So far we have talked about the importance of common master data, and common assumptions and drivers in the planning process. When these are pulled together into integrated planning models then you really start to leverage the power of EPM. At the highest level, scenario planning should be a fast, iterative process, bringing in transparent, driver-based, forecast data from across the company, permitting a greatly enhanced view of the risks and opportunities facing the organisation.

 

Traditional

Aware

High-Performing

Excellent

Limited or no drivers in the data models

Limited common models

Common Driver based model

Scenarios and risk embedded in models

 

Benchmarks

 

Benchmarking is a very powerful tool that should definitely be in your planning toolkit if it isn’t already. The best companies are looking at what the industry standard is, taking note of what their competitors are doing, and measuring themselves against that. Market share can often be a stronger long term predictor of a company’s long term position than any internal ratio.

 

Traditional

Aware

High-Performing

Excellent

No use of external benchmarks

No use of external benchmarks

No use of external benchmarks

Incorporation of benchmarking data (e.g market share)

 

External data

 

In order for the integrated planning model to work, the financial data extracted from the ERP needs to be supplemented with data from other sources.  Many organisations have business units that are not on the main ERP due to recent acquisition and the high investment required to migrate, and other data such as manpower and payroll may be held in other systems. This data should all be brought in to the planning models and used in the integrated planning process to ensure that it is best in class.

 

Traditional

Aware

High-Performing

Excellent

Limited integration of data from other sources

Some integration of data from other sources

Data integration from other sources

Data and meta data integration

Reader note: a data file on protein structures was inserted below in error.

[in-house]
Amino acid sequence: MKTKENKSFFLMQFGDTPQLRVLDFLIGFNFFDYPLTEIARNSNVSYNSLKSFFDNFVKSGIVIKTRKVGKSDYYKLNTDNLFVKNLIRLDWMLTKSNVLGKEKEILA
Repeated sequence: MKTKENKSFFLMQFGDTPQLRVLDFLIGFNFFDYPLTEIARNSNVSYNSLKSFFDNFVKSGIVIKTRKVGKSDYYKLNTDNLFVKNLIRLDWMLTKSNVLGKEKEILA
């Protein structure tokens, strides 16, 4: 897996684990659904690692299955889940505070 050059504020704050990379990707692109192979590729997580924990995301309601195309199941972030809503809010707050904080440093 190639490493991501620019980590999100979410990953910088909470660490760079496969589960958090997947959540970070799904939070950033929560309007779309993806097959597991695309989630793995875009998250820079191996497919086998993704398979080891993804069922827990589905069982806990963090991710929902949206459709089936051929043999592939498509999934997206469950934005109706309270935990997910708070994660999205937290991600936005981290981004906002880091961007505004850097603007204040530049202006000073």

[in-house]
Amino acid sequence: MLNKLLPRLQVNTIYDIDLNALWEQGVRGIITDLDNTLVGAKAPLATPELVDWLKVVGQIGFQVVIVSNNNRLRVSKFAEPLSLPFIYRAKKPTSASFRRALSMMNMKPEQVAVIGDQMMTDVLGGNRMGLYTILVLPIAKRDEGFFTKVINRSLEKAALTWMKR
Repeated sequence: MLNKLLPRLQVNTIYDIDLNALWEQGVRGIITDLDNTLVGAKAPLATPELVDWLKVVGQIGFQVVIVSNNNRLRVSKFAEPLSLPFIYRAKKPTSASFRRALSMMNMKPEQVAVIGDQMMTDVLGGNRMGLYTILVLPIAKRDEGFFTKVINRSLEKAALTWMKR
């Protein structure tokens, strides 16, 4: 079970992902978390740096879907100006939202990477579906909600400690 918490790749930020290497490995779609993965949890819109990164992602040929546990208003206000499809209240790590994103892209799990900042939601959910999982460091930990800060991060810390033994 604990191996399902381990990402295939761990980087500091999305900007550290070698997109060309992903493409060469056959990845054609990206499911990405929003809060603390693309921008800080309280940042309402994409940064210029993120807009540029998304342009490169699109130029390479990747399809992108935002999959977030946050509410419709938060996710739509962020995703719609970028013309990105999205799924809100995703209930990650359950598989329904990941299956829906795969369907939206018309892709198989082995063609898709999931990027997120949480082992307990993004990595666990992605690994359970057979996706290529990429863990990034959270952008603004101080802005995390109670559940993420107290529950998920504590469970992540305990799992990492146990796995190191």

Planning level

 

Generally, in companies that are not very far down the path to planning excellence, only P&L planning will be attempted, and it will normally be done at too detailed a level. More evolved organisations will carry out Balance Sheet planning too, and maybe some Cashflow. They will have thought about the right level at which to plan, but they will probably still be planning at too detailed a level. The best companies, and this is where you want to be, are putting their planning effort into areas that have a high material impact on the P&L or Balance Sheet, or which they know can vary a great deal from month to month due to seasonality or other factors.

   

Traditional

Aware

High-Performing

Excellent

Planning conducted at very detailed level for P&L items

Planning conducted at detailed level for P&L and key B/S lines

no focus on material items

Planning detailed level for P&L, B/S and cash-flow lines

Data collection based on materiality and volatility for financial and non-financial measures

 

 Integrated data modelling across the business, using common master data and diver based planning, at the correct level of detail, with all necessary data and metadata brought in from external sources, and with results bench marked against industry standards and competitors; that is EPM planning excellence in master data and data structure as brought to you by SAP BPC and Column5 – driving better business through actionable intelligence.

 

 

 

Topics: BPC planning Master Data and Data Structure, BPC11, BPCv10 embedded, sap bpc